Sometimes a patient will be shocked immediately after hearing bad news. In this case, don’t rush through complex details but try to be empathetic while providing support. It may be best to offer another appointment to go over the detailed information. A patient may not remember much if they are in shock. 

Sharing the news with others

You can offer to speak with the patient’s relatives or carers if that’s what they would like or you might offer to support them while they tell their family and friends. Identify support systems for the patient, their family and friends as appropriate.  

It can be important for the patient’s care team to know what the patient has been told. Discuss with the patient the plan for informing other healthcare practitioners. 

At the end of the conversation

Throughout the conversation assess the patient’s response and be alert to any significant psychological concerns. Additional support or expertise may sometimes be needed.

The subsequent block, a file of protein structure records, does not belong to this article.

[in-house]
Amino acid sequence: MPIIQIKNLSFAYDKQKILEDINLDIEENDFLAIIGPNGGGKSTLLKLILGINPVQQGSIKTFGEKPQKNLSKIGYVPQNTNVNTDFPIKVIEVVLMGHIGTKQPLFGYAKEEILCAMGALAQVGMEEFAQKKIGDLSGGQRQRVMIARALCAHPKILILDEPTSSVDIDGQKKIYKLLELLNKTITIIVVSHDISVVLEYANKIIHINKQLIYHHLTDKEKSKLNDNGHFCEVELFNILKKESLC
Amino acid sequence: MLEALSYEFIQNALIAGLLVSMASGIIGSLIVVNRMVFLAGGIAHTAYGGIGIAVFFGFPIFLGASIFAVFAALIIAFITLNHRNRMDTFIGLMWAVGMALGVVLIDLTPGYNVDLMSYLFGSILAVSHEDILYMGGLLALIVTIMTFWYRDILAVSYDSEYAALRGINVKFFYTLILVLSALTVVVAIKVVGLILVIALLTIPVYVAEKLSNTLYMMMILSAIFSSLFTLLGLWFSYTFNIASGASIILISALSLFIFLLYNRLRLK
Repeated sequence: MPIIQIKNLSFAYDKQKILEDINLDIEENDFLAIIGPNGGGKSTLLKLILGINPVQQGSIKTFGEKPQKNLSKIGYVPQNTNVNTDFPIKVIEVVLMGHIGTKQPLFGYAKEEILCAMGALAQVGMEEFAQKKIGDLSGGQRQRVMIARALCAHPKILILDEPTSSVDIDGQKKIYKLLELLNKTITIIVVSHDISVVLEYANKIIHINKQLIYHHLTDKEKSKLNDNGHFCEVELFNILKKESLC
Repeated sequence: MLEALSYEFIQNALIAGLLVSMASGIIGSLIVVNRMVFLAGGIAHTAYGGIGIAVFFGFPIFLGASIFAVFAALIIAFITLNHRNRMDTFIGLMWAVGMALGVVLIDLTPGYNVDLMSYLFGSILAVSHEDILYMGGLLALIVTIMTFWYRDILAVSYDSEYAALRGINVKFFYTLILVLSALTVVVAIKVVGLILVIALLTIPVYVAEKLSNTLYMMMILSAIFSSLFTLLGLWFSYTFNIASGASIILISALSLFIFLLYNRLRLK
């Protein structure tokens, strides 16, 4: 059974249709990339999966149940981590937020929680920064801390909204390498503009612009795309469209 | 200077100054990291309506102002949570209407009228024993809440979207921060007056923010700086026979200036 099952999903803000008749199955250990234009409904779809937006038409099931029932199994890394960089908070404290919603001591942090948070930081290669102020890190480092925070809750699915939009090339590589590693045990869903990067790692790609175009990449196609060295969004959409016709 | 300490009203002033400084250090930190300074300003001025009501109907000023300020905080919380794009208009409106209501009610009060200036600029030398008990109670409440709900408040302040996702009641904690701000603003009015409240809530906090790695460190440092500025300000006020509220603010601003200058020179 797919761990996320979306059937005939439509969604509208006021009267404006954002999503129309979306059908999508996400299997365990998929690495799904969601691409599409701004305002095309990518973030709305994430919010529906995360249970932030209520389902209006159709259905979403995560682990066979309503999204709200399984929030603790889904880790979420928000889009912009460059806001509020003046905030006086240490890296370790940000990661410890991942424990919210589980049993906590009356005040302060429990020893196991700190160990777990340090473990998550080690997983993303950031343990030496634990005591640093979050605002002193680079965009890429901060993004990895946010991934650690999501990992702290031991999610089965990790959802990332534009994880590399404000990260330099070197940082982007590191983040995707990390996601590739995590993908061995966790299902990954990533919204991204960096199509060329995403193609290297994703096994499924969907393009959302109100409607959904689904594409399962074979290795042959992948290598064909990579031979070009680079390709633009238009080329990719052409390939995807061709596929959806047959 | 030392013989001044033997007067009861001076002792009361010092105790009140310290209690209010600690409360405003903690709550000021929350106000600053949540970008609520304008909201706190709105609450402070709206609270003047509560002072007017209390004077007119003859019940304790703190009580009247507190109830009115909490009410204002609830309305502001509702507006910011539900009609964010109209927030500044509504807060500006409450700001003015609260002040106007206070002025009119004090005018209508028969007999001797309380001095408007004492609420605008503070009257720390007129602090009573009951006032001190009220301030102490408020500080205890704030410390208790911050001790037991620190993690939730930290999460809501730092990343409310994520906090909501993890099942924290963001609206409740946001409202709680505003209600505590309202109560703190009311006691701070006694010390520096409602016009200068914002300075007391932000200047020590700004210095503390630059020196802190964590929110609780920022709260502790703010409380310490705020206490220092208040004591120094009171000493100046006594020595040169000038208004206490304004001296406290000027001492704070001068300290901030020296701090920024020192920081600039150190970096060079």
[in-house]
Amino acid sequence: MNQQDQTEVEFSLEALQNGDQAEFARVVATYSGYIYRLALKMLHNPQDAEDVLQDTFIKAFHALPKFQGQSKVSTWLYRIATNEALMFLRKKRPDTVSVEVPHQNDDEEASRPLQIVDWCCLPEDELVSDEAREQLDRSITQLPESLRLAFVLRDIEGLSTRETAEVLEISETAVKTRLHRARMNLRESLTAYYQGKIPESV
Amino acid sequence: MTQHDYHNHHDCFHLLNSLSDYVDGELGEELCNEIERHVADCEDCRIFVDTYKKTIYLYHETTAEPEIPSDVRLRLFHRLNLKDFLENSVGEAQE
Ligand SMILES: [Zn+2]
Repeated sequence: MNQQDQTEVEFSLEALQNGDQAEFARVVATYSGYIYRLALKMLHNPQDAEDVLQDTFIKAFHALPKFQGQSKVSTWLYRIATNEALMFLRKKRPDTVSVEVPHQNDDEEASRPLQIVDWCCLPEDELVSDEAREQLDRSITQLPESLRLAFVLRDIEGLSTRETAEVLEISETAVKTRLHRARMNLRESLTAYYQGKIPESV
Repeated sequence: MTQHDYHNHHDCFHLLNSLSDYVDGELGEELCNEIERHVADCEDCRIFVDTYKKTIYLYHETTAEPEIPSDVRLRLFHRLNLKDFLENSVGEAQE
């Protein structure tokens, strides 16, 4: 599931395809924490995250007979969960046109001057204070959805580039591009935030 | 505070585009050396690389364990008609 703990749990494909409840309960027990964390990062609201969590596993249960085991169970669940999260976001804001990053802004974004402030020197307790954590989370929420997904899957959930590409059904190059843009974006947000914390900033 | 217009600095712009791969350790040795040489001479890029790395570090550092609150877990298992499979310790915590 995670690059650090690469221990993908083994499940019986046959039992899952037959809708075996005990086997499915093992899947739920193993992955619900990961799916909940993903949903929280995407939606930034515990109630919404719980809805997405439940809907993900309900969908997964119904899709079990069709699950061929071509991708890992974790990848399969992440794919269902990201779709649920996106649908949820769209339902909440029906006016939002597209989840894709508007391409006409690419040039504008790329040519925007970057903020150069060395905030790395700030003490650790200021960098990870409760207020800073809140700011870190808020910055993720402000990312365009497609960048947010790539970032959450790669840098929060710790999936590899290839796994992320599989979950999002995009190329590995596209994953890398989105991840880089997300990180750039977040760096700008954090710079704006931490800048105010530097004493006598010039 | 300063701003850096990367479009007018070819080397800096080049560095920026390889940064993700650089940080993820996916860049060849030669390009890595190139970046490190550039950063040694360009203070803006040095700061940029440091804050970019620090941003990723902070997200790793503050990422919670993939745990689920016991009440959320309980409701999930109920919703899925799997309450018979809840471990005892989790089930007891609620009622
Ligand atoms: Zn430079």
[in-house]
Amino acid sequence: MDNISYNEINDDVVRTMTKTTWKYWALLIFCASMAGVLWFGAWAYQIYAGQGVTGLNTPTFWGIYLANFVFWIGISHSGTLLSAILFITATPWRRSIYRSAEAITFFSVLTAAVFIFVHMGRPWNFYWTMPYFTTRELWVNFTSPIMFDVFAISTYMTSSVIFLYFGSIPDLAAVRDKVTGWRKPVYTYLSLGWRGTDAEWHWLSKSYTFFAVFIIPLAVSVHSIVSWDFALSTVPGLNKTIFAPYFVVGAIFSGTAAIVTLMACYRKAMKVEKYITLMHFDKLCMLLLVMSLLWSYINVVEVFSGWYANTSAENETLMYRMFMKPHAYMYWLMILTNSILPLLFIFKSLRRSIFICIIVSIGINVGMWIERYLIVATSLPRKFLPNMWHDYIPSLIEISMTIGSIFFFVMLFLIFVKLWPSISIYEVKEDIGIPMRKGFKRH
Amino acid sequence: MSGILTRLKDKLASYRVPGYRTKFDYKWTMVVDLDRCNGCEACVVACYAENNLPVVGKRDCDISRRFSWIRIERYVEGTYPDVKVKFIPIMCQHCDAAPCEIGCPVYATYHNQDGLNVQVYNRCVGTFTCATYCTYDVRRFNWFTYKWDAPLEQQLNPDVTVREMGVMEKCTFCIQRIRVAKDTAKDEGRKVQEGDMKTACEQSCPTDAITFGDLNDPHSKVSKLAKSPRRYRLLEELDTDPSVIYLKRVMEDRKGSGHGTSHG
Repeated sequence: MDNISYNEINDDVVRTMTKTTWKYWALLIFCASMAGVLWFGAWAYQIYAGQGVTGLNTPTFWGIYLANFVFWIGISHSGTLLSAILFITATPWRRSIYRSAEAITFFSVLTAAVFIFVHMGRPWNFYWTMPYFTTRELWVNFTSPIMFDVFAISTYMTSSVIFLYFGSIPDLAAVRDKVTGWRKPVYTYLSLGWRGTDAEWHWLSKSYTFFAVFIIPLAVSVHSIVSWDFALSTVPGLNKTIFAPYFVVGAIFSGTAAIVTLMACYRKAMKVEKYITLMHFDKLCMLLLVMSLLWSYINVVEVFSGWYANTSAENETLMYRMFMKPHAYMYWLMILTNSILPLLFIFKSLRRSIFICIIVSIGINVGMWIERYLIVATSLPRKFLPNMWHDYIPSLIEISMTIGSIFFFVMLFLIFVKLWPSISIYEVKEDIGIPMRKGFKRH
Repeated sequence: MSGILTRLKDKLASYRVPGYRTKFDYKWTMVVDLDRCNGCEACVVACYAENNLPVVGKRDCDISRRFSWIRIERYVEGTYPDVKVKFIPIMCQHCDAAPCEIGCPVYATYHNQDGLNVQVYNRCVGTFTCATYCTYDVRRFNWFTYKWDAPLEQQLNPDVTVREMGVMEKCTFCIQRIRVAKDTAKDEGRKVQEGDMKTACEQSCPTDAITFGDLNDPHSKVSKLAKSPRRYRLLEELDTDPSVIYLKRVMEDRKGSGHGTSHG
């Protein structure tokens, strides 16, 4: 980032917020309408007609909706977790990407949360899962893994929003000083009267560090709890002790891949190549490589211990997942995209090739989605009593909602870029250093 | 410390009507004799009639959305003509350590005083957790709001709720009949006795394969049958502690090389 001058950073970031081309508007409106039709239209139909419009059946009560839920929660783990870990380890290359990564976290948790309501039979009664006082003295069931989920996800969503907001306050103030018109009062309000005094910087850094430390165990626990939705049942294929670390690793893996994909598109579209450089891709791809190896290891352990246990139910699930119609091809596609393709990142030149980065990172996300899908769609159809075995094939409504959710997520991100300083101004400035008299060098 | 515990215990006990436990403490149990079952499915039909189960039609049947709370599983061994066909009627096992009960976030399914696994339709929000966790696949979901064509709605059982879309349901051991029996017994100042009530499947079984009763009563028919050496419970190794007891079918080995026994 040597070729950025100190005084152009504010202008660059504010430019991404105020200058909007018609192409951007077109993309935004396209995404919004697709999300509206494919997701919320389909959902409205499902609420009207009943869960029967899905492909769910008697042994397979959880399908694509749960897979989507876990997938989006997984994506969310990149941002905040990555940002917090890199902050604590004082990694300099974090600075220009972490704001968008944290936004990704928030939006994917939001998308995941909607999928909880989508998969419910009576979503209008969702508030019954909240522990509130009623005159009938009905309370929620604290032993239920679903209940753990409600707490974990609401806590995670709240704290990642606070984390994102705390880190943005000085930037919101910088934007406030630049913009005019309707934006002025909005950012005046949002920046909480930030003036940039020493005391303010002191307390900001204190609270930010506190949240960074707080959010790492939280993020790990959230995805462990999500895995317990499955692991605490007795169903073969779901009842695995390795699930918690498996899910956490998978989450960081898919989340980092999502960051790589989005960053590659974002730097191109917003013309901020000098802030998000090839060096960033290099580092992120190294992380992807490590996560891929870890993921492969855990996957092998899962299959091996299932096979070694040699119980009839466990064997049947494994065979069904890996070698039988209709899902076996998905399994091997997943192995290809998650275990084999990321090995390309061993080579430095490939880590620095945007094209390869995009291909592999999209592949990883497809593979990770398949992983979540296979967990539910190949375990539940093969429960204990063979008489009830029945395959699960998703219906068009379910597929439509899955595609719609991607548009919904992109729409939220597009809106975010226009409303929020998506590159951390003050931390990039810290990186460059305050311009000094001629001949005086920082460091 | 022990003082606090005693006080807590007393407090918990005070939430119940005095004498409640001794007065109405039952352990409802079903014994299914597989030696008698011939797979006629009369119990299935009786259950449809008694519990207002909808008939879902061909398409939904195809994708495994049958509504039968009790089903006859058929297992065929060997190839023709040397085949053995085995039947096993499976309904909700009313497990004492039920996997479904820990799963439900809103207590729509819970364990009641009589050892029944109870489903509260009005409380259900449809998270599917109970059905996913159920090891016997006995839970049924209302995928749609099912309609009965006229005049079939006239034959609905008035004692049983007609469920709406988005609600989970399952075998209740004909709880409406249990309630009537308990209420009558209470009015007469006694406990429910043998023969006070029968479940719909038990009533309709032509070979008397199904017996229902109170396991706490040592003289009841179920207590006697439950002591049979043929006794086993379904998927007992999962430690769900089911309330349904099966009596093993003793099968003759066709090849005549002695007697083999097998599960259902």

Summarise the discussion and:

  • encourage the patient to contact you (or a colleague) directly with further questions and provide appropriate contact details
  • advise about follow-up appointments with other healthcare practitioners and/or tests as needed
  • ensure the patient is aware of relevant support services
  • provide pamphlets, factsheets or other reputable resources and warn about the limitations of an internet search.

If possible, try to end with reassurance, for example: “Although this is a serious condition, I want you to know I am here to work together with you.”

Finally, make sure the patient can make their way home safely and arrange transport or a support person for them if needed.

Document the discussion

The impact of psychological shock means patients often fail to remember, or mishear, information they are given in a bad news consultation. It is essential to thoroughly document the details of the consultation, including the names of anyone else present, the matters discussed with the patient and information provided.